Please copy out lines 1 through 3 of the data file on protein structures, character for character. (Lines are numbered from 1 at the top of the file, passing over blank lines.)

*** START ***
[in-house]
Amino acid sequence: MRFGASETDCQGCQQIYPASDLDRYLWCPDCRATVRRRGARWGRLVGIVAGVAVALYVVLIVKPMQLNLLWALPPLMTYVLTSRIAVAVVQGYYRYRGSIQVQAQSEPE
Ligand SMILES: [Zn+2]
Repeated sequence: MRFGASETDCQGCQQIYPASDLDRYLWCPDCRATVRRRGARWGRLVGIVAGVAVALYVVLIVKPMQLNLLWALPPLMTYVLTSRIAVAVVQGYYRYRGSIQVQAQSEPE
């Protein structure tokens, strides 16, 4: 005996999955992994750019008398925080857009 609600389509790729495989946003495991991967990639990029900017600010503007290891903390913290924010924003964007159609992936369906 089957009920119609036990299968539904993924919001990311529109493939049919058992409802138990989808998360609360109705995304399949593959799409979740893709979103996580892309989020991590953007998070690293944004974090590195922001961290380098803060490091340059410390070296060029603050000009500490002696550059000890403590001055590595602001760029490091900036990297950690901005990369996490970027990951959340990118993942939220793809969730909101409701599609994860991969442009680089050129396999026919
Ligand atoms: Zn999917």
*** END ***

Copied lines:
[in-house]
Amino acid sequence: MRFGASETDCQGCQQIYPASDLDRYLWCPDCRATVRRRGARWGRLVGIVAGVAVALYVVLIVKPMQLNLLWALPPLMTYVLTSRIAVAVVQGYYRYRGSIQVQAQSEPE
Ligand SMILES: [Zn+2]